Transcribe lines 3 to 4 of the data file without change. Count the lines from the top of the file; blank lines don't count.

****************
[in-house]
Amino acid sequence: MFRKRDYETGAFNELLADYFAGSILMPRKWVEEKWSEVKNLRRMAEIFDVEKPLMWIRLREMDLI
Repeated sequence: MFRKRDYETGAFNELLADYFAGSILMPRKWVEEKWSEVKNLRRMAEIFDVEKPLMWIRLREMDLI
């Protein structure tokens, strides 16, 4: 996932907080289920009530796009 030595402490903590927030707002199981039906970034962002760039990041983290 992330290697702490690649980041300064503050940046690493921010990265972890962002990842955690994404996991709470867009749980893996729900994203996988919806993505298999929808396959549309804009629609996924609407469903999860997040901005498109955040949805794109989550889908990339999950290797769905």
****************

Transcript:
Repeated sequence: MFRKRDYETGAFNELLADYFAGSILMPRKWVEEKWSEVKNLRRMAEIFDVEKPLMWIRLREMDLI
């Protein structure tokens, strides 16, 4: 996932907080289920009530796009 030595402490903590927030707002199981039906970034962002760039990041983290 992330290697702490690649980041300064503050940046690493921010990265972890962002990842955690994404996991709470867009749980893996729900994203996988919806993505298999929808396959549309804009629609996924609407469903999860997040901005498109955040949805794109989550889908990339999950290797769905």